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Secondary Infertility: The Invisible Disease
a blog by Deborah Moore, March 4, 2010
I'm lucky. I have a gorgeous, perfect daughter who will turn 4 later this year. She is a shining light in my life, bringing my husband and me more joy than I knew possible. And yet, during this time of TTC for a second child, I find myself melancholy, unfulfilled and despairing.
I know that many of you are struggling to conceive your first child and my state doesn't make you feel sympathetic. I wholeheartedly acknowledge that we are luckier than many. However, the topic of secondary infertility rarely gets discussed and its emotional impact can be strong.
According to RESOLVE, secondary infertility affects more than three million American women. And it has a higher prevalence rate than primary infertility.
My experience sees me grappling with aging, fertility treatments, agonizing over how much exercise I should or shouldn’t do, or wondering if I should try acupuncture or those questionable fertility diets. Everything I worry about now didn’t even register during my first efforts to conceive. Maybe it’s because I was only 34 then, or that I never imagined I would have trouble conceiving, but now that I am having trouble, I obsess over all the same things those trying for their first do.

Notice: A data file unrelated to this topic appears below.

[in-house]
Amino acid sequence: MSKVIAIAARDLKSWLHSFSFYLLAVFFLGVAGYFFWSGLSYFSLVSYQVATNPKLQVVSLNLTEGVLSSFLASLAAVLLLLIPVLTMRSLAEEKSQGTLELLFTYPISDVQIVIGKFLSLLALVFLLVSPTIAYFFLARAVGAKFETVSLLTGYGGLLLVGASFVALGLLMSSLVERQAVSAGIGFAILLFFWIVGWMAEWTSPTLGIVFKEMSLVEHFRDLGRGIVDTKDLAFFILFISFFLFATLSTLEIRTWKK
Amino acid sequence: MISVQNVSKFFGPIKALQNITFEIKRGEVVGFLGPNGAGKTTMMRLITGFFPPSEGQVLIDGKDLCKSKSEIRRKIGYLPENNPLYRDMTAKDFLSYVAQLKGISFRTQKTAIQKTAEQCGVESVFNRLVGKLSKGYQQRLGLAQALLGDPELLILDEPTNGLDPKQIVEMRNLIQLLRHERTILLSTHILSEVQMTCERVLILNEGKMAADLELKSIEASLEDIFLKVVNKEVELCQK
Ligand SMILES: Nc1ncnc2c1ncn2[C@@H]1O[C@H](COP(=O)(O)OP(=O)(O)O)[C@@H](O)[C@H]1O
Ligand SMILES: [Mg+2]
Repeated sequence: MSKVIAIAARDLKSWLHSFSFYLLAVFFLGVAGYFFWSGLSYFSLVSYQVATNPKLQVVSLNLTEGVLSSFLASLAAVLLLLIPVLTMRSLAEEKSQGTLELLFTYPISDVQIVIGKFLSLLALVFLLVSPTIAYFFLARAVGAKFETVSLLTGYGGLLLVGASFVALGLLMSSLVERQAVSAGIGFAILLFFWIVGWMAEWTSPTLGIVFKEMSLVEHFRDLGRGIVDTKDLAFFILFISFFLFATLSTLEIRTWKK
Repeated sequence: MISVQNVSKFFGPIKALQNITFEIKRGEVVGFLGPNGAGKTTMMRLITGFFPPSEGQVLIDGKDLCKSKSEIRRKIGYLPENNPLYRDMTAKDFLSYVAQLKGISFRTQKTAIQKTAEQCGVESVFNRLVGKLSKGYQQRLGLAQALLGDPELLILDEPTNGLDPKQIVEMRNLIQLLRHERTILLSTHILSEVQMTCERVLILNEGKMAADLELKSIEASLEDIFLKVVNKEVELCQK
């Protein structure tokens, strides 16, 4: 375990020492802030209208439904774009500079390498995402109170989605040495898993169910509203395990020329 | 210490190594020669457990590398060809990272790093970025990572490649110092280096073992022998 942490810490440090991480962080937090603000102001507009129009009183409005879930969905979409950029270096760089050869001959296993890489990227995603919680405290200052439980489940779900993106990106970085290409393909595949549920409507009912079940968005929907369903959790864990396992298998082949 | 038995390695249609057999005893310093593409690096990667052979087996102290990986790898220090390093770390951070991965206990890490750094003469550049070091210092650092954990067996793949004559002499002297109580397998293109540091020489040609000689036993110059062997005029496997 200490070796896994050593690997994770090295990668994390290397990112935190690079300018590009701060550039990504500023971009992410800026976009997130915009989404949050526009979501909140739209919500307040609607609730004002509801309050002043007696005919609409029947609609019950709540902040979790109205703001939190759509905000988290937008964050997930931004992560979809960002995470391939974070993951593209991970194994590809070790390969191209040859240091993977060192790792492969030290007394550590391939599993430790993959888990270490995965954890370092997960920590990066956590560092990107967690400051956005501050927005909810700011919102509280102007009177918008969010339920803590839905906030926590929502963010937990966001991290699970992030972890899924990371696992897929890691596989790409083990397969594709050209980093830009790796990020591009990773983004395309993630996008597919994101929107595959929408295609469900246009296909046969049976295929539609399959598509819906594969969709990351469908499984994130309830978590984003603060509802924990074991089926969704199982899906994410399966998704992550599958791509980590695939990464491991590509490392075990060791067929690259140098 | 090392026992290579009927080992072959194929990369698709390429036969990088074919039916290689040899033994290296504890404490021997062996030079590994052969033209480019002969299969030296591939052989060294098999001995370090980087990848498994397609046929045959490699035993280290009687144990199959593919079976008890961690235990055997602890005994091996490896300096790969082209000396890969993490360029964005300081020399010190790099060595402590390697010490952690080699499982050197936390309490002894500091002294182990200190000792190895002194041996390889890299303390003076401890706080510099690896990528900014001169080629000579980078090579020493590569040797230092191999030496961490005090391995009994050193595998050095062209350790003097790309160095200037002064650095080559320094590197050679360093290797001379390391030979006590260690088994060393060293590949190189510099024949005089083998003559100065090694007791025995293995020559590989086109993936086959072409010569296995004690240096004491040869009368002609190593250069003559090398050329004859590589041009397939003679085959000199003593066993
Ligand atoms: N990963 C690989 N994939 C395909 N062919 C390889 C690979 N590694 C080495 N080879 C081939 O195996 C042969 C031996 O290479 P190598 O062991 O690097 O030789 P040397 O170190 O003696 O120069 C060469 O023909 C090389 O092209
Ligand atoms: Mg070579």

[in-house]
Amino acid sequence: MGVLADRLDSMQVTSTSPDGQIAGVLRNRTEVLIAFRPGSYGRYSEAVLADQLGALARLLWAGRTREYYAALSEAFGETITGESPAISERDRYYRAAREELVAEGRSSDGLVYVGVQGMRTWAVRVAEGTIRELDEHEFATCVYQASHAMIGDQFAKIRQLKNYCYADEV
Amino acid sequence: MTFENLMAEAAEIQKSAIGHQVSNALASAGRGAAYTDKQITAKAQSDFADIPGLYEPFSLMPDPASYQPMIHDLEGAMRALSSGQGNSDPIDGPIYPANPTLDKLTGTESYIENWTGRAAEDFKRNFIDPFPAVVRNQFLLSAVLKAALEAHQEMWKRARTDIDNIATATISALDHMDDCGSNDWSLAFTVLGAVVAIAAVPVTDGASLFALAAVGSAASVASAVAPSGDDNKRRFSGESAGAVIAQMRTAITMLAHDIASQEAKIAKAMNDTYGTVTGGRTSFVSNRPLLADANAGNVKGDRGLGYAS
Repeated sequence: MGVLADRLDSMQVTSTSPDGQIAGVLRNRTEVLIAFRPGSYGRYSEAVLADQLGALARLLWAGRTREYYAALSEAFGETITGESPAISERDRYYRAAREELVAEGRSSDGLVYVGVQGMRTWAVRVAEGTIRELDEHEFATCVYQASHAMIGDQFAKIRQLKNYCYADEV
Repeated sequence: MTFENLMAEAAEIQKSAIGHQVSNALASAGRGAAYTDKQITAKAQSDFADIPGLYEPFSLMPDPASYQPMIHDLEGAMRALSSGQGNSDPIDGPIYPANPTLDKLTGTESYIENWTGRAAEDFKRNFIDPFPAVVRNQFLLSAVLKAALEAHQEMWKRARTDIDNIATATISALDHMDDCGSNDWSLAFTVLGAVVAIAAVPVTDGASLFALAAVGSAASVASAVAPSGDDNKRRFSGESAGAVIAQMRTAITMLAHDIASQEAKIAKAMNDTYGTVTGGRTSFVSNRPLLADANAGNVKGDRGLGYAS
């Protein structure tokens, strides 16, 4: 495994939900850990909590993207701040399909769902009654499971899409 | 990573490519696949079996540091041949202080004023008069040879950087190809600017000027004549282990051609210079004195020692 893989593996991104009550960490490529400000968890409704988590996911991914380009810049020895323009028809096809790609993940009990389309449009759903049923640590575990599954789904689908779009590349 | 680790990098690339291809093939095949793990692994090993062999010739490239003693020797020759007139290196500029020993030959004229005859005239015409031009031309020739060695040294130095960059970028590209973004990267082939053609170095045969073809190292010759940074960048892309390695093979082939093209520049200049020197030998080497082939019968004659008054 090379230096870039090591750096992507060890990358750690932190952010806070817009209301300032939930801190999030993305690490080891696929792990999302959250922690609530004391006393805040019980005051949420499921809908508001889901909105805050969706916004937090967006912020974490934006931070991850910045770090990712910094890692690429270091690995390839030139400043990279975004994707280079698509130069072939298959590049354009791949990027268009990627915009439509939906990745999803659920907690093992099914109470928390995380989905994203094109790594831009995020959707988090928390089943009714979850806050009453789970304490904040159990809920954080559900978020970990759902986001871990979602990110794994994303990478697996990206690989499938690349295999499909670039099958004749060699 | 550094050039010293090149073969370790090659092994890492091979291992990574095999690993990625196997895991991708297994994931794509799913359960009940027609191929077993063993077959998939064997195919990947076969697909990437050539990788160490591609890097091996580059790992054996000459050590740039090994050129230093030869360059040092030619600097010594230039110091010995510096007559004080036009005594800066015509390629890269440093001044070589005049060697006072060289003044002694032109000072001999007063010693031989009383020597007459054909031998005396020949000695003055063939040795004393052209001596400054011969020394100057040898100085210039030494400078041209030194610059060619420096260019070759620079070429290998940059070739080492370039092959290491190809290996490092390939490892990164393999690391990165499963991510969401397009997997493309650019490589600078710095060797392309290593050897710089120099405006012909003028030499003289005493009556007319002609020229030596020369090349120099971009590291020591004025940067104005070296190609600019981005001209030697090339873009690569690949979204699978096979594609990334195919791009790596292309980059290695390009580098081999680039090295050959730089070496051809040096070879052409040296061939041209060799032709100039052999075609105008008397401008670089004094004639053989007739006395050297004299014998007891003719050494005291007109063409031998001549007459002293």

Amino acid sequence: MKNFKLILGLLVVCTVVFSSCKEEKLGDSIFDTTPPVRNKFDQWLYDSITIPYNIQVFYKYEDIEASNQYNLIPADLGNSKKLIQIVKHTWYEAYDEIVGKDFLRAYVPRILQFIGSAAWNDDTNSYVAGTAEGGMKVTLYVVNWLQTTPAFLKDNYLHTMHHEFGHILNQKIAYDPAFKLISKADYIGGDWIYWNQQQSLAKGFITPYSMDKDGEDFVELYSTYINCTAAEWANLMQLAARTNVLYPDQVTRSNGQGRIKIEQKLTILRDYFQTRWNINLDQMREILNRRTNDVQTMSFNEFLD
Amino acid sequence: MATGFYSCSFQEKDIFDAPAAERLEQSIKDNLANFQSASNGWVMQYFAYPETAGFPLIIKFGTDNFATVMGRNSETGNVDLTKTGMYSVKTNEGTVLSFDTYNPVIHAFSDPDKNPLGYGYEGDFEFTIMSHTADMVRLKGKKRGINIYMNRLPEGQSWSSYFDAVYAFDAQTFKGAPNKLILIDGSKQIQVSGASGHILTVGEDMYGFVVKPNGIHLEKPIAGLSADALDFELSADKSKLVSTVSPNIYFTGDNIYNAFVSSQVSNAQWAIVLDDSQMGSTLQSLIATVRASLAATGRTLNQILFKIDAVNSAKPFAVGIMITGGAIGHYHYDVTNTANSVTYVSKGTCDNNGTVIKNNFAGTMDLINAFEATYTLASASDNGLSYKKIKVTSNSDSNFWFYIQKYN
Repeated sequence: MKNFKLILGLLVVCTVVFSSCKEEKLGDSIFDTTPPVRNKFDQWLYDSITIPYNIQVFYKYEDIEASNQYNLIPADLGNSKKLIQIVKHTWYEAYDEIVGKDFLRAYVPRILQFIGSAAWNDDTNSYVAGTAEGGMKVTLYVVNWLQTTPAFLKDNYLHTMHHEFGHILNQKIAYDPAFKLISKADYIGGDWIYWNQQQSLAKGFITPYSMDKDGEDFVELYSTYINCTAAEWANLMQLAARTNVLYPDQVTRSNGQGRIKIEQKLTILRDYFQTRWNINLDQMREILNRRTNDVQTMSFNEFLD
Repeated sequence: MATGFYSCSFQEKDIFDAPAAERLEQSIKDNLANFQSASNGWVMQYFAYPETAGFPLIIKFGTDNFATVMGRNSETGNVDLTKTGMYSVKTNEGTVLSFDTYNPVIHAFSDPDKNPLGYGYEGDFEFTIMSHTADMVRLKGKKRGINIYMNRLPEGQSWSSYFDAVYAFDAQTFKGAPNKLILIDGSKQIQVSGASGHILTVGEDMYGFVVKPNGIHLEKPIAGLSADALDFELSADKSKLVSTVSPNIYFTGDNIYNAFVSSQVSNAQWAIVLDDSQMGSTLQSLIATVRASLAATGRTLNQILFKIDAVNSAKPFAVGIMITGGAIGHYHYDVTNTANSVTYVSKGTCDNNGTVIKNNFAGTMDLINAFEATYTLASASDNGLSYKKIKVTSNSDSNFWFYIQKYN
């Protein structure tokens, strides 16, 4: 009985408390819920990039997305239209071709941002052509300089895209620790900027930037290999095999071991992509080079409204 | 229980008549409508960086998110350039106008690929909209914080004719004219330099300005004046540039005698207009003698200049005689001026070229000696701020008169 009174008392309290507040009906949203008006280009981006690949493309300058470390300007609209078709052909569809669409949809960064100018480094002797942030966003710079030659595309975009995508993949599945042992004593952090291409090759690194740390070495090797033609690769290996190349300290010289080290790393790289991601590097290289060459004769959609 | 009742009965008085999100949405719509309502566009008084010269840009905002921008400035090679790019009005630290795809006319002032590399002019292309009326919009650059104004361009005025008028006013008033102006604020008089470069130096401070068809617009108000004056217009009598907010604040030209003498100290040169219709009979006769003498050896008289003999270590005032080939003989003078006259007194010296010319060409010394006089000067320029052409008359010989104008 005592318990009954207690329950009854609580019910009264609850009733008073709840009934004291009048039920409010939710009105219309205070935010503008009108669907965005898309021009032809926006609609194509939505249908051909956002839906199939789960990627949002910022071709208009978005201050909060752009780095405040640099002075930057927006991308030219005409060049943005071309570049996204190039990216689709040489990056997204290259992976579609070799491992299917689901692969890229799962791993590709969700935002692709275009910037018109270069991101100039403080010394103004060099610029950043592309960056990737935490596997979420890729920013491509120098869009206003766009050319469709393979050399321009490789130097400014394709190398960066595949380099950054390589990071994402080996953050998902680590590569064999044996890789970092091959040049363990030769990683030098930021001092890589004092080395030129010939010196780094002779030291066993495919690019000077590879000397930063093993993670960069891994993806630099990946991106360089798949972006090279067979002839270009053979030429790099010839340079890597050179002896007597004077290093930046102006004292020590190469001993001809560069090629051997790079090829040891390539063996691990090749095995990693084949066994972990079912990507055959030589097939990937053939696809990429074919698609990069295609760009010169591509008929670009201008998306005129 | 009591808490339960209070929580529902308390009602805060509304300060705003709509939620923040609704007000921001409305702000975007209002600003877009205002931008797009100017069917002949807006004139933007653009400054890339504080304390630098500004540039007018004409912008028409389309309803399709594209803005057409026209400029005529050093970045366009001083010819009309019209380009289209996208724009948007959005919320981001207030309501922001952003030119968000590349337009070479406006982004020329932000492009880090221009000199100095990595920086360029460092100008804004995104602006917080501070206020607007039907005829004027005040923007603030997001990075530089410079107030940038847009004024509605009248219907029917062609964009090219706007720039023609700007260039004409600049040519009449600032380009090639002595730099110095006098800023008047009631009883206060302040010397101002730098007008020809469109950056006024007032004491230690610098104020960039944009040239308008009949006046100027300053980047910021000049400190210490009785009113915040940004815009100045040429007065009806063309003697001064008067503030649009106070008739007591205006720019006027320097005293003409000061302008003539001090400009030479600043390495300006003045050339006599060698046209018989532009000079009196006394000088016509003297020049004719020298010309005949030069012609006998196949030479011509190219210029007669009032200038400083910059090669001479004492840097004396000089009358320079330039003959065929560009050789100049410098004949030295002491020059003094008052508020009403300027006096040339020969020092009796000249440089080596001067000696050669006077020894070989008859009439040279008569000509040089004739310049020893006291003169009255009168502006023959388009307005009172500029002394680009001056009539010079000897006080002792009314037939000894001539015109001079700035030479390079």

The hardest part for me is when acquaintances from my “mum” network (those who don’t know we are infertile) continue to ask me when we are going to have a second. Or when well-meaning acquaintances state that it’s “time” to have another. If only it were so easy!
In our society, only children are seen as a bit of an oddity. People cannot accept that families will sometimes have only one child, through choice or circumstance. I suppose this is human nature and the curiosity (some say nosiness) that comes with it.
Secondary infertility is just as real as the infertility experienced with trying to conceive the first time around. I wish it would be less invisible.